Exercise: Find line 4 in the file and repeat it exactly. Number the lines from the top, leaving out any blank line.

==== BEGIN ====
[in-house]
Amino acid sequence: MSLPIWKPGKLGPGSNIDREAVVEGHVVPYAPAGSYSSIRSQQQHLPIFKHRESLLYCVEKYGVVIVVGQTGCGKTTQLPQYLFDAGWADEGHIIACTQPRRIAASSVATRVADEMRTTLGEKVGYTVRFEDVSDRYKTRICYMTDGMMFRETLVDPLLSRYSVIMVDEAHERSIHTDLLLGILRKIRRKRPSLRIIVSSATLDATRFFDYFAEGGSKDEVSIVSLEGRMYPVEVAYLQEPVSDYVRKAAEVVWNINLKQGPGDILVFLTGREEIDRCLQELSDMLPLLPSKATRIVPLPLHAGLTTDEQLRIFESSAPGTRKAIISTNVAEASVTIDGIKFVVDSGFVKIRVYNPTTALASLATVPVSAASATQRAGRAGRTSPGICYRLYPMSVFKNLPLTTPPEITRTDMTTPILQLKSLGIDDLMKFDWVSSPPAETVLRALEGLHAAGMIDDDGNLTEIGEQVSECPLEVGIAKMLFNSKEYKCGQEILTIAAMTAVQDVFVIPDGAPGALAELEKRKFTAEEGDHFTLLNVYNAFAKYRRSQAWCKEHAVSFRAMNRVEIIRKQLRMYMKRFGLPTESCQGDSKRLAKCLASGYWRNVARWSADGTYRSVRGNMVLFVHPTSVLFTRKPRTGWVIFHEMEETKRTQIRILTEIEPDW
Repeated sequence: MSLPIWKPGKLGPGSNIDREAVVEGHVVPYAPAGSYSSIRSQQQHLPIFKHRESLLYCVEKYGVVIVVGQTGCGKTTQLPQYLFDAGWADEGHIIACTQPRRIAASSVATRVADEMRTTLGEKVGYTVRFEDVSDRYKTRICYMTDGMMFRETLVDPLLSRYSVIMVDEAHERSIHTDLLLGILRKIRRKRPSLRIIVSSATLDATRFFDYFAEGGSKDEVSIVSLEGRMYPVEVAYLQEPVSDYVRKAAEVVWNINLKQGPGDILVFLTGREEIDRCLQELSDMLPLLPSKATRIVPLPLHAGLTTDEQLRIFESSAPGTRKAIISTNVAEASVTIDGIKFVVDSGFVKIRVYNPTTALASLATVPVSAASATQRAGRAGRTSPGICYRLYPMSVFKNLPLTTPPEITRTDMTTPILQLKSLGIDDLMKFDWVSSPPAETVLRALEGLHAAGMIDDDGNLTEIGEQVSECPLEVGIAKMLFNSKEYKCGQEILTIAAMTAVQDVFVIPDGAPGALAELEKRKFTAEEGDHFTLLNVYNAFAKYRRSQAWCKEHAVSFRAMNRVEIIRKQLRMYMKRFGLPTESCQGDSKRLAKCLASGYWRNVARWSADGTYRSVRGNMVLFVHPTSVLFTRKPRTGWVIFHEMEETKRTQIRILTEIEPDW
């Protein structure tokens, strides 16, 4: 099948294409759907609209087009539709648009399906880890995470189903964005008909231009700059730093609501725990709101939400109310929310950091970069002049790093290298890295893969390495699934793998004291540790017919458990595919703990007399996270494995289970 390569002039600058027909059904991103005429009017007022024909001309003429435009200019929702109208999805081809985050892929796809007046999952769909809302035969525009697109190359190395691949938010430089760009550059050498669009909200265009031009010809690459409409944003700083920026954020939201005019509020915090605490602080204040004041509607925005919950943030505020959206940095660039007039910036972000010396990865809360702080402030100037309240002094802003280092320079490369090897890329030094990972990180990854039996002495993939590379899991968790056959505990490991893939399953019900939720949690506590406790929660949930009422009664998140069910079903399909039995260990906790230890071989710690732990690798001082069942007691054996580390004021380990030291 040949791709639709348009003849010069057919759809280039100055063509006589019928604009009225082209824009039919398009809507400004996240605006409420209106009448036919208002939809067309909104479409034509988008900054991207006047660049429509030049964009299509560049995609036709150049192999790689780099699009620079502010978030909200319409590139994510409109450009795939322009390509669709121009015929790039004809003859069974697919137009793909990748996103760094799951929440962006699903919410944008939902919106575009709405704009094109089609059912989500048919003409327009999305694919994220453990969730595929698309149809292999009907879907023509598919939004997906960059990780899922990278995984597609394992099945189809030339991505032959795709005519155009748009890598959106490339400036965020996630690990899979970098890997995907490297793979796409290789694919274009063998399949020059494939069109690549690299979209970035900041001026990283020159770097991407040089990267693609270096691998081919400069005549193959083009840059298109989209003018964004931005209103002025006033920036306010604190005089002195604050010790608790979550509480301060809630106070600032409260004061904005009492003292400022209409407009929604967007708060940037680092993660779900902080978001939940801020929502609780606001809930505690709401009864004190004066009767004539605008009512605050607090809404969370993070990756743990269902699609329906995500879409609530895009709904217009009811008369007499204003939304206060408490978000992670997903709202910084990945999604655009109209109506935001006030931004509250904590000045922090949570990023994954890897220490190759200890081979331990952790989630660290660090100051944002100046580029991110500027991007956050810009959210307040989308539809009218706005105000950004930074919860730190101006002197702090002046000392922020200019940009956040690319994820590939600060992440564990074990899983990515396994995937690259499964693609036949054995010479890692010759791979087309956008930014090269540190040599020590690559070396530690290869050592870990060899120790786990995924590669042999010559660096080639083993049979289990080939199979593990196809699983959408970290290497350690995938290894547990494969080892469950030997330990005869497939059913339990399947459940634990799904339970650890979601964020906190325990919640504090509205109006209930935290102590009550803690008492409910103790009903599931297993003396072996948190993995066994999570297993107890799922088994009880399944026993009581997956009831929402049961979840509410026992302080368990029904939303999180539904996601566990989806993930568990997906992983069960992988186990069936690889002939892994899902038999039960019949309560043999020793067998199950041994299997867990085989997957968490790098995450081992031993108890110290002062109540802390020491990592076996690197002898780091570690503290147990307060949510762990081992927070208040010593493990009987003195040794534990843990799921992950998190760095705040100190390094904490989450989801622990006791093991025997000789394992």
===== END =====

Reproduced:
């Protein structure tokens, strides 16, 4: 099948294409759907609209087009539709648009399906880890995470189903964005008909231009700059730093609501725990709101939400109310929310950091970069002049790093290298890295893969390495699934793998004291540790017919458990595919703990007399996270494995289970 390569002039600058027909059904991103005429009017007022024909001309003429435009200019929702109208999805081809985050892929796809007046999952769909809302035969525009697109190359190395691949938010430089760009550059050498669009909200265009031009010809690459409409944003700083920026954020939201005019509020915090605490602080204040004041509607925005919950943030505020959206940095660039007039910036972000010396990865809360702080402030100037309240002094802003280092320079490369090897890329030094990972990180990854039996002495993939590379899991968790056959505990490991893939399953019900939720949690506590406790929660949930009422009664998140069910079903399909039995260990906790230890071989710690732990690798001082069942007691054996580390004021380990030291 040949791709639709348009003849010069057919759809280039100055063509006589019928604009009225082209824009039919398009809507400004996240605006409420209106009448036919208002939809067309909104479409034509988008900054991207006047660049429509030049964009299509560049995609036709150049192999790689780099699009620079502010978030909200319409590139994510409109450009795939322009390509669709121009015929790039004809003859069974697919137009793909990748996103760094799951929440962006699903919410944008939902919106575009709405704009094109089609059912989500048919003409327009999305694919994220453990969730595929698309149809292999009907879907023509598919939004997906960059990780899922990278995984597609394992099945189809030339991505032959795709005519155009748009890598959106490339400036965020996630690990899979970098890997995907490297793979796409290789694919274009063998399949020059494939069109690549690299979209970035900041001026990283020159770097991407040089990267693609270096691998081919400069005549193959083009840059298109989209003018964004931005209103002025006033920036306010604190005089002195604050010790608790979550509480301060809630106070600032409260004061904005009492003292400022209409407009929604967007708060940037680092993660779900902080978001939940801020929502609780606001809930505690709401009864004190004066009767004539605008009512605050607090809404969370993070990756743990269902699609329906995500879409609530895009709904217009009811008369007499204003939304206060408490978000992670997903709202910084990945999604655009109209109506935001006030931004509250904590000045922090949570990023994954890897220490190759200890081979331990952790989630660290660090100051944002100046580029991110500027991007956050810009959210307040989308539809009218706005105000950004930074919860730190101006002197702090002046000392922020200019940009956040690319994820590939600060992440564990074990899983990515396994995937690259499964693609036949054995010479890692010759791979087309956008930014090269540190040599020590690559070396530690290869050592870990060899120790786990995924590669042999010559660096080639083993049979289990080939199979593990196809699983959408970290290497350690995938290894547990494969080892469950030997330990005869497939059913339990399947459940634990799904339970650890979601964020906190325990919640504090509205109006209930935290102590009550803690008492409910103790009903599931297993003396072996948190993995066994999570297993107890799922088994009880399944026993009581997956009831929402049961979840509410026992302080368990029904939303999180539904996601566990989806993930568990997906992983069960992988186990069936690889002939892994899902038999039960019949309560043999020793067998199950041994299997867990085989997957968490790098995450081992031993108890110290002062109540802390020491990592076996690197002898780091570690503290147990307060949510762990081992927070208040010593493990009987003195040794534990843990799921992950998190760095705040100190390094904490989450989801622990006791093991025997000789394992």